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Is the Vacant Building Credit an election gimmick or long-term game changer for residential changes of use and conversions?

Marketing / 16 Apr, 15

What is the Vacant Building Credit (VBC)?

The VBC is a new form of affordable housing relief for the conversion or redevelopment of vacant buildings which have not been abandoned. It was introduced on 28 November 2014.

Where such buildings are proposed to be brought back into use for residential purposes, developers should be offered a financial credit equivalent to the existing gross floorspace of relevant vacant buildings when the Local Planning Authority (LPA) calculates any affordable housing contribution which will be sought.

Notional Example for Calculating the VBC

For a scheme where 26 dwellings are proposed and the Development Plan requires 33% to be affordable. There is an existing vacant floorspace of 865sqm and a proposed residential floorspace of 1,607.1sqm (net increase of floorspace of 742.1sqm). The average floorspace of the proposed residential units is calculated at 61.8sqm. Therefore 12 dwellings can be provided on the net increase in floorspace (741.1sqm / 61.8sqm = 12).

Before VBC was introduced 9 affordable dwellings would need to be provided on-site or a financial contribution equivalent to 9 dwellings for off-site provision. However using the VBC only 4 affordable dwellings need to be provided (33% of the total dwellings (12) provided on the net floorspace increase).

What are the implications?

I think the VBC has been introduced just before the General Election to secure votes from the development industry. Whilst this is not guaranteed, if the Conservative win the election, or form part of a new Coalition Government, I suspect guidance on this matter will be issued soon after to clarify how the VBC should be applied in practice. If another party is elected I think the VBC will be scrapped.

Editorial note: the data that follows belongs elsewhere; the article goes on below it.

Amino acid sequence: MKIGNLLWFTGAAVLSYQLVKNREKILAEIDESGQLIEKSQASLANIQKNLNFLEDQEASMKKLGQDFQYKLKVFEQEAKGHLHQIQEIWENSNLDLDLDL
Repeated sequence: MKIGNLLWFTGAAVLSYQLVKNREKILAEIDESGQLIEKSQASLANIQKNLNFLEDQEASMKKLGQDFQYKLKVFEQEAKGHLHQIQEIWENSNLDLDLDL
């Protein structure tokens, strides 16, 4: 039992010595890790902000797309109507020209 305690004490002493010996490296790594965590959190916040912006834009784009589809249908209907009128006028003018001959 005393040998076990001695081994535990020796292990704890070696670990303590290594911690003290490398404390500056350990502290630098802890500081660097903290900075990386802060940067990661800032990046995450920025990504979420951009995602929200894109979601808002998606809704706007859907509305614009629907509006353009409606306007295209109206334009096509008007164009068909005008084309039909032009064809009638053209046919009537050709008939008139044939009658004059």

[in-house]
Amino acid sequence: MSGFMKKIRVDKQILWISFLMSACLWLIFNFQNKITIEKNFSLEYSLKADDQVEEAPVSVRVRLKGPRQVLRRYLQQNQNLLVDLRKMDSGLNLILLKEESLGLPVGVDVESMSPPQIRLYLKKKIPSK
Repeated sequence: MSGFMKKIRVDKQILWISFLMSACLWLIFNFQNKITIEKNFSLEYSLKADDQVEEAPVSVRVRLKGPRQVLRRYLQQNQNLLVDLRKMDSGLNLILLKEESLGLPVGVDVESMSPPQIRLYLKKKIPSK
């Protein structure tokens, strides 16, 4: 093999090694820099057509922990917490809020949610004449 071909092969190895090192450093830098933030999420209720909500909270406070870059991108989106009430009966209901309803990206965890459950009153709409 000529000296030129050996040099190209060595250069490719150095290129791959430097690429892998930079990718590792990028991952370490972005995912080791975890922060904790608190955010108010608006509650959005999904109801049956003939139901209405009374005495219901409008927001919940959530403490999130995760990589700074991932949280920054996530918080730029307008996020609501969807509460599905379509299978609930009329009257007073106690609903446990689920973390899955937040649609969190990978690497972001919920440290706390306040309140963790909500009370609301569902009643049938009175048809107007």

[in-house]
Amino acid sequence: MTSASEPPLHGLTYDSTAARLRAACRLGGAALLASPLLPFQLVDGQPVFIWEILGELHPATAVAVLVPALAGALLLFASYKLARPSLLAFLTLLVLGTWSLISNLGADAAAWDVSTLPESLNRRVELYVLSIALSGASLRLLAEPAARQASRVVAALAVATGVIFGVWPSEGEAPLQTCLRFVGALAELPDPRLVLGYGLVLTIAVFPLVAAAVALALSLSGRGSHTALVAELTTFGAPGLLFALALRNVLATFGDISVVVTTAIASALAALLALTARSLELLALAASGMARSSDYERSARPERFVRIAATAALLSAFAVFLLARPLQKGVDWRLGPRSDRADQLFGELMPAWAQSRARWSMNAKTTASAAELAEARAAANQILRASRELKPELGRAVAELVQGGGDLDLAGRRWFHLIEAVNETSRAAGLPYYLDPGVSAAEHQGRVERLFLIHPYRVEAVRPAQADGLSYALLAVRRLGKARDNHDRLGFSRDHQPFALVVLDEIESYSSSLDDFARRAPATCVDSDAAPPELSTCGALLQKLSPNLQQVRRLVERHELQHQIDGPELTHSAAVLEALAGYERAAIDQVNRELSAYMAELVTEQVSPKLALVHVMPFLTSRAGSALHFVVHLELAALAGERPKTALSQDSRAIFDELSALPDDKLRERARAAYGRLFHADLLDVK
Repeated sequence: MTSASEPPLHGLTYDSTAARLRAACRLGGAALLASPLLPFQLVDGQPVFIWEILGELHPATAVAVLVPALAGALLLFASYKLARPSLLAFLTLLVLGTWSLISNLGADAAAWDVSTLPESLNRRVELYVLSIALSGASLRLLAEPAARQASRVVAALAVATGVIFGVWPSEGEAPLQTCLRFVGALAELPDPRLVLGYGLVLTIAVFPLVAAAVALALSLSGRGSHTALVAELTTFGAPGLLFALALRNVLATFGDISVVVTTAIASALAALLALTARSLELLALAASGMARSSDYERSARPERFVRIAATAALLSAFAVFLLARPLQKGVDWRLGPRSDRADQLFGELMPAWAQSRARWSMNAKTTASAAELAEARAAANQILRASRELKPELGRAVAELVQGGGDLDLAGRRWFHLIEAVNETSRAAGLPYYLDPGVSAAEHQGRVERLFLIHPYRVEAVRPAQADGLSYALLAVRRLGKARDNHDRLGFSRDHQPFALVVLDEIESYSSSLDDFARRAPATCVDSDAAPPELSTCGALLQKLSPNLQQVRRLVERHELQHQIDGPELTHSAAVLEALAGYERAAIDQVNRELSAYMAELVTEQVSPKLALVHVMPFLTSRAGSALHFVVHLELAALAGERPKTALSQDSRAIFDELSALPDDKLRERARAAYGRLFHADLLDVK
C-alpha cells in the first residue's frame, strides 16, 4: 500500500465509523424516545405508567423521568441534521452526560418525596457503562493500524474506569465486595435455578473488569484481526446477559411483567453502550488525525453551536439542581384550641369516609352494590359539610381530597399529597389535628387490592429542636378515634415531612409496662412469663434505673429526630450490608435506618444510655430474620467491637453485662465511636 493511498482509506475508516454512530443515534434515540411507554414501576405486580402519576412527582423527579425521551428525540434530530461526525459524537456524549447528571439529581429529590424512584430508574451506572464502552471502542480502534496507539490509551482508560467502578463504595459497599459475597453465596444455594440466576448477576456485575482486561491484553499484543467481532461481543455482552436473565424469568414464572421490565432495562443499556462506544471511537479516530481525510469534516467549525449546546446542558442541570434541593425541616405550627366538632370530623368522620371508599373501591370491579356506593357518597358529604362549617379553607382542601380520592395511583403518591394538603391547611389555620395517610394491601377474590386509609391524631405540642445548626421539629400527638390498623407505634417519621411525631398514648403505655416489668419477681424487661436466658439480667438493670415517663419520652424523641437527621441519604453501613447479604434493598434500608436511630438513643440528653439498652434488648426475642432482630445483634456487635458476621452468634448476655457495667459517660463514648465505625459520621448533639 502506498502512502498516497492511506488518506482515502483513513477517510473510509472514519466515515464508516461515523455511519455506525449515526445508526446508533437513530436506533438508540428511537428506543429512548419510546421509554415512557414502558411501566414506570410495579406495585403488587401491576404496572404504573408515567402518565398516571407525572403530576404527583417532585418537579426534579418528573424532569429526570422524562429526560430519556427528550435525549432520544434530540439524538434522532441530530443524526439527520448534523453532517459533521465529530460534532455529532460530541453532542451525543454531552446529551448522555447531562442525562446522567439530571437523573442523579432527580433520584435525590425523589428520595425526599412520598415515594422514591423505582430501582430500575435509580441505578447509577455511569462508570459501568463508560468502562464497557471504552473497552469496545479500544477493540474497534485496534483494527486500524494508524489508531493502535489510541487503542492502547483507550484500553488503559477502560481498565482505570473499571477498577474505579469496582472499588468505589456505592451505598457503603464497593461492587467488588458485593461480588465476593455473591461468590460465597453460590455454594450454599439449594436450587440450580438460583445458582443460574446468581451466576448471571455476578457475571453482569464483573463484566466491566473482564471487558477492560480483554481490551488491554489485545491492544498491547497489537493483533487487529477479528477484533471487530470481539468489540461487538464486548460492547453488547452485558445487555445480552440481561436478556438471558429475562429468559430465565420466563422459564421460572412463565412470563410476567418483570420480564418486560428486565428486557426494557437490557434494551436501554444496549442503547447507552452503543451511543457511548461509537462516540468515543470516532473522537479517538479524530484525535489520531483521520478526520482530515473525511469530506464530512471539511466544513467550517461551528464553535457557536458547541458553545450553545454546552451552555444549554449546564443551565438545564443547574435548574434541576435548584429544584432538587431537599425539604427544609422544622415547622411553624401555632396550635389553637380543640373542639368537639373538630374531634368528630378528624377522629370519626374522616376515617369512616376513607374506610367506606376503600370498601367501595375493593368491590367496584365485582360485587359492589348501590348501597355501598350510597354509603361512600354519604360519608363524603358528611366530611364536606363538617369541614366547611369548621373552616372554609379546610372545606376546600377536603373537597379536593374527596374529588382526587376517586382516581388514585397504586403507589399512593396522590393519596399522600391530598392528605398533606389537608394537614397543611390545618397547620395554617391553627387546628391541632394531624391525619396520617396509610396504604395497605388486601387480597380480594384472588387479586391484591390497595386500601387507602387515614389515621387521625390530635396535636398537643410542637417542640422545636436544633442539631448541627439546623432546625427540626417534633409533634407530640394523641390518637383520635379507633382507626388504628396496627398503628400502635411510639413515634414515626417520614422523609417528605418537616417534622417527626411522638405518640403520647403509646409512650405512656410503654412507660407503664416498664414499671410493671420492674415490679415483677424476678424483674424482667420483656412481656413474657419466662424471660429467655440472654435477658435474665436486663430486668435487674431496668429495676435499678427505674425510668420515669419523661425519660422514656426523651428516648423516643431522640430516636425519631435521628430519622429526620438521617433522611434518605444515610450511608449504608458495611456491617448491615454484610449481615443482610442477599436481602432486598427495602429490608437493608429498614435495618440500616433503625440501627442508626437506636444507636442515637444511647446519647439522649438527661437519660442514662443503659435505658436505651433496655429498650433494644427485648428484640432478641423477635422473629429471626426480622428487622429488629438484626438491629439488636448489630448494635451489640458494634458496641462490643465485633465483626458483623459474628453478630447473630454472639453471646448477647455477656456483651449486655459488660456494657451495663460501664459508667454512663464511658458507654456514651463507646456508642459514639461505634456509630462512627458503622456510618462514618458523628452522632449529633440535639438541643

At a time when grant funding to deliver affordable housing is hard to come by, the VBC is unlikely to be welcomed by LPAs or indeed those in need such as families and individuals who cannot afford to buy a house at open market value.

It will clearly result in less affordable housing coming forward. This has already happened in some parts of the Country including Westminster where at a recent committee meeting where the affordable housing contribution for the redevelopment of 20 Grosvenor Square office building dropped from £17.5m to £8.5m because of the VBC .

One would think that developers would support the VBC however this is not the case. For example, the Westminster Property Association, which represents British Land, Land Securities, the Crown Estate and Grosvenor Estates, recently wrote to the current Housing and Planning Minister Brandon Lewis MP urging him to scrap the plans because the policy is flawed . I anticipate a number of resubmitted applications that essentially seek to apply the credit to already approved schemes.

National PPG is not policy but merely guidance which is a material consideration. I therefore expect some LPAs will test the credit at appeal and argue that their Development Plan policies relating to affordable housing take precedence over the guidance and should be given greater weight as a material consideration. The VBC is also likely to lead to more disagreements between LPAs and developers about what constitutes abandonment.

In cases where development is profitable and there is a not a question mark over viability I suggest a positive spin of proposing more affordable housing than is required under the VBC, but less than is required by Development Plan policy, could be acceptable to developers and LPAs.

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